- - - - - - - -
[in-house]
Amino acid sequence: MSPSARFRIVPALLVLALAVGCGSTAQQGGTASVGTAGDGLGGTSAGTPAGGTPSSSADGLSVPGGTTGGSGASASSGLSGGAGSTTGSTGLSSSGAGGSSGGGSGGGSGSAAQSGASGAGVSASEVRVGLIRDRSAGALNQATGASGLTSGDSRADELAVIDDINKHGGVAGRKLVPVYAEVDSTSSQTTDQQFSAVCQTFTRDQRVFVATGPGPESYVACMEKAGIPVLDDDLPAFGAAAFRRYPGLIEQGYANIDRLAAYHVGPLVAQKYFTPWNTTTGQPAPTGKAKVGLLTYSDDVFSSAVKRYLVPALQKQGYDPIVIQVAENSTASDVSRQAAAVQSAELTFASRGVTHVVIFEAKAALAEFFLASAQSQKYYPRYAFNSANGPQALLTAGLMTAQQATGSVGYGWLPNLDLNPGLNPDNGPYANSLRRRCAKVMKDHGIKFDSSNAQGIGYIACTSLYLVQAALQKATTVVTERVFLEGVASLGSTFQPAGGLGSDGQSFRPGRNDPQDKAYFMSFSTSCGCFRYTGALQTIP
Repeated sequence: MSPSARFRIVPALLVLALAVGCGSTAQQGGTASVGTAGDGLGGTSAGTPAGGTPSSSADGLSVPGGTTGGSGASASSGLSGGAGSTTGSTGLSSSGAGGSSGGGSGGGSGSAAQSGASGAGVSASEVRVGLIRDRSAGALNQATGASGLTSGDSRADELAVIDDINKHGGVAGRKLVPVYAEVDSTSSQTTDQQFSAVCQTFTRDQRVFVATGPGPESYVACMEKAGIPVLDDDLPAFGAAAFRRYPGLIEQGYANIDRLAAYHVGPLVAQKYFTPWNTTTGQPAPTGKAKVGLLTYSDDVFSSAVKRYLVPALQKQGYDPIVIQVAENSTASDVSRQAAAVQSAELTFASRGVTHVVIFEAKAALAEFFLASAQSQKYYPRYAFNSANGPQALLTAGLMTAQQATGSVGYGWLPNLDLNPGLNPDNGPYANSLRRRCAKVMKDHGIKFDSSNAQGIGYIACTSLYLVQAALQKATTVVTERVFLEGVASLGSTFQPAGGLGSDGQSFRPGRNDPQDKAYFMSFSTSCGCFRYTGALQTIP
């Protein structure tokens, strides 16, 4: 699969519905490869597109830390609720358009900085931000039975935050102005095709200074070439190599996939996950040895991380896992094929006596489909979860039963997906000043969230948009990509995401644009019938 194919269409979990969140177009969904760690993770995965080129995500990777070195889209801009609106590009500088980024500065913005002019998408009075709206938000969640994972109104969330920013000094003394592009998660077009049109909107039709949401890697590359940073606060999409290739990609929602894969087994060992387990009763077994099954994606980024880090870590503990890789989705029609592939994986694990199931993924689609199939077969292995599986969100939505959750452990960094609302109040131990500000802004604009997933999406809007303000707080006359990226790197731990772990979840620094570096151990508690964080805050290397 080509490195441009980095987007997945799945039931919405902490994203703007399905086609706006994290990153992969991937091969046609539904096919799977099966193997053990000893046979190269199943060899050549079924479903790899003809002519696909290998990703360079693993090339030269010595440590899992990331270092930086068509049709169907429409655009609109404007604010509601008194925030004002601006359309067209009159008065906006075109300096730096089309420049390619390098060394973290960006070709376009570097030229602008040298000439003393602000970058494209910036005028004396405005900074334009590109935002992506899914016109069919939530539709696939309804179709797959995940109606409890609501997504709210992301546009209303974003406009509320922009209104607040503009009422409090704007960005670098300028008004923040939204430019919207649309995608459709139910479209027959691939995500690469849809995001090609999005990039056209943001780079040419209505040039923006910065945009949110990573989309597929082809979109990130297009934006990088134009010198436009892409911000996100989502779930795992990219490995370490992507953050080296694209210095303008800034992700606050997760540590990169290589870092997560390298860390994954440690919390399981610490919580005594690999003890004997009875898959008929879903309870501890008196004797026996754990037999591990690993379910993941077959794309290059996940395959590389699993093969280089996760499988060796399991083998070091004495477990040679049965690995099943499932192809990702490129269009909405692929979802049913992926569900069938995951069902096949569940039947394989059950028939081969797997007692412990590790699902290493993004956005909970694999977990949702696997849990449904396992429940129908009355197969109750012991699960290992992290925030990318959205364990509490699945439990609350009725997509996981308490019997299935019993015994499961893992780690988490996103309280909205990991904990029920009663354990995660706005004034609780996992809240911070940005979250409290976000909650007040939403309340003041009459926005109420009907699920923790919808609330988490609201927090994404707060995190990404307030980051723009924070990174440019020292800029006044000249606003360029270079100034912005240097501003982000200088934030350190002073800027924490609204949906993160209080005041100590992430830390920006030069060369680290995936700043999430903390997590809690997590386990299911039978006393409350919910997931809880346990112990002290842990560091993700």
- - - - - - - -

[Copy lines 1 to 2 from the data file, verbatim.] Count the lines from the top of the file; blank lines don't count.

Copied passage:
[in-house]
Amino acid sequence: MSPSARFRIVPALLVLALAVGCGSTAQQGGTASVGTAGDGLGGTSAGTPAGGTPSSSADGLSVPGGTTGGSGASASSGLSGGAGSTTGSTGLSSSGAGGSSGGGSGGGSGSAAQSGASGAGVSASEVRVGLIRDRSAGALNQATGASGLTSGDSRADELAVIDDINKHGGVAGRKLVPVYAEVDSTSSQTTDQQFSAVCQTFTRDQRVFVATGPGPESYVACMEKAGIPVLDDDLPAFGAAAFRRYPGLIEQGYANIDRLAAYHVGPLVAQKYFTPWNTTTGQPAPTGKAKVGLLTYSDDVFSSAVKRYLVPALQKQGYDPIVIQVAENSTASDVSRQAAAVQSAELTFASRGVTHVVIFEAKAALAEFFLASAQSQKYYPRYAFNSANGPQALLTAGLMTAQQATGSVGYGWLPNLDLNPGLNPDNGPYANSLRRRCAKVMKDHGIKFDSSNAQGIGYIACTSLYLVQAALQKATTVVTERVFLEGVASLGSTFQPAGGLGSDGQSFRPGRNDPQDKAYFMSFSTSCGCFRYTGALQTIP